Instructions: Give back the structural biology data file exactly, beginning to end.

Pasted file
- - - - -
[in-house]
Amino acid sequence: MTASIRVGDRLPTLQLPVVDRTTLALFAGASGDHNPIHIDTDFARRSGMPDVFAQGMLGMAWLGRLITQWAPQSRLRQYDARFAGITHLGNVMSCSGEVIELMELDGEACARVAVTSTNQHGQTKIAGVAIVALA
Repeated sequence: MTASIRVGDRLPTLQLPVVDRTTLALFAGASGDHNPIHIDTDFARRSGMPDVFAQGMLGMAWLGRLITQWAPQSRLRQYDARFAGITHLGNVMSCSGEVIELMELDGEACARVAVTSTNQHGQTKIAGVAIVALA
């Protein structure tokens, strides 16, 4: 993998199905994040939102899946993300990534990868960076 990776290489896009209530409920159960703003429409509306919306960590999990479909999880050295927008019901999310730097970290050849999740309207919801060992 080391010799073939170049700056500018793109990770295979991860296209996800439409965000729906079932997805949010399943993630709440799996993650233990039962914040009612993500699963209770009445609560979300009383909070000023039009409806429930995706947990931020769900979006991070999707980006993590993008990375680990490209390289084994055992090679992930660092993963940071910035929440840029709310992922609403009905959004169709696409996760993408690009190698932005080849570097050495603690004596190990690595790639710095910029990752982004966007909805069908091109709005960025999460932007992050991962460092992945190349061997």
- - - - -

[in-house]
Amino acid sequence: MTASIRVGDRLPTLQLPVVDRTTLALFAGASGDHNPIHIDTDFARRSGMPDVFAQGMLGMAWLGRLITQWAPQSRLRQYDARFAGITHLGNVMSCSGEVIELMELDGEACARVAVTSTNQHGQTKIAGVAIVALA
Repeated sequence: MTASIRVGDRLPTLQLPVVDRTTLALFAGASGDHNPIHIDTDFARRSGMPDVFAQGMLGMAWLGRLITQWAPQSRLRQYDARFAGITHLGNVMSCSGEVIELMELDGEACARVAVTSTNQHGQTKIAGVAIVALA
């Protein structure tokens, strides 16, 4: 993998199905994040939102899946993300990534990868960076 990776290489896009209530409920159960703003429409509306919306960590999990479909999880050295927008019901999310730097970290050849999740309207919801060992 080391010799073939170049700056500018793109990770295979991860296209996800439409965000729906079932997805949010399943993630709440799996993650233990039962914040009612993500699963209770009445609560979300009383909070000023039009409806429930995706947990931020769900979006991070999707980006993590993008990375680990490209390289084994055992090679992930660092993963940071910035929440840029709310992922609403009905959004169709696409996760993408690009190698932005080849570097050495603690004596190990690595790639710095910029990752982004966007909805069908091109709005960025999460932007992050991962460092992945190349061997």